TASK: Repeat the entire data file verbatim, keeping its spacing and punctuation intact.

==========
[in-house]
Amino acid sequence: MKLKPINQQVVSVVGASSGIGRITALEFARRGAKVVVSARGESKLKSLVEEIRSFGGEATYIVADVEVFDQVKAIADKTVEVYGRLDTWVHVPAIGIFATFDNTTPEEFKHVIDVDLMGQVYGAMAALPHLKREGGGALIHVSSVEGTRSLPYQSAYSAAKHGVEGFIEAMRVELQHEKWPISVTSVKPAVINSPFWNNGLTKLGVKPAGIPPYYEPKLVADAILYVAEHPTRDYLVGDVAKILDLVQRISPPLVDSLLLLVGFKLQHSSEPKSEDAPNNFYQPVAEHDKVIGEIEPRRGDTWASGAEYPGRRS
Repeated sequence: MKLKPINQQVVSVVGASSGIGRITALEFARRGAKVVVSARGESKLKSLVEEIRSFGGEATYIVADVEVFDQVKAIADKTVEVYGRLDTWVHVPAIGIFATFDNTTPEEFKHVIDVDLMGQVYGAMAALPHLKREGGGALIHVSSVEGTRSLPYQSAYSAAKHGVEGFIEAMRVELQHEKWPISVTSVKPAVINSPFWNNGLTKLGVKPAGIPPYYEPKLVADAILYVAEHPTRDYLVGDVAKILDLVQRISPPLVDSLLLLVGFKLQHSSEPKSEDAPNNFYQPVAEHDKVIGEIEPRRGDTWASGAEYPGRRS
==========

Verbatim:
[in-house]
Amino acid sequence: MKLKPINQQVVSVVGASSGIGRITALEFARRGAKVVVSARGESKLKSLVEEIRSFGGEATYIVADVEVFDQVKAIADKTVEVYGRLDTWVHVPAIGIFATFDNTTPEEFKHVIDVDLMGQVYGAMAALPHLKREGGGALIHVSSVEGTRSLPYQSAYSAAKHGVEGFIEAMRVELQHEKWPISVTSVKPAVINSPFWNNGLTKLGVKPAGIPPYYEPKLVADAILYVAEHPTRDYLVGDVAKILDLVQRISPPLVDSLLLLVGFKLQHSSEPKSEDAPNNFYQPVAEHDKVIGEIEPRRGDTWASGAEYPGRRS
Repeated sequence: MKLKPINQQVVSVVGASSGIGRITALEFARRGAKVVVSARGESKLKSLVEEIRSFGGEATYIVADVEVFDQVKAIADKTVEVYGRLDTWVHVPAIGIFATFDNTTPEEFKHVIDVDLMGQVYGAMAALPHLKREGGGALIHVSSVEGTRSLPYQSAYSAAKHGVEGFIEAMRVELQHEKWPISVTSVKPAVINSPFWNNGLTKLGVKPAGIPPYYEPKLVADAILYVAEHPTRDYLVGDVAKILDLVQRISPPLVDSLLLLVGFKLQHSSEPKSEDAPNNFYQPVAEHDKVIGEIEPRRGDTWASGAEYPGRRS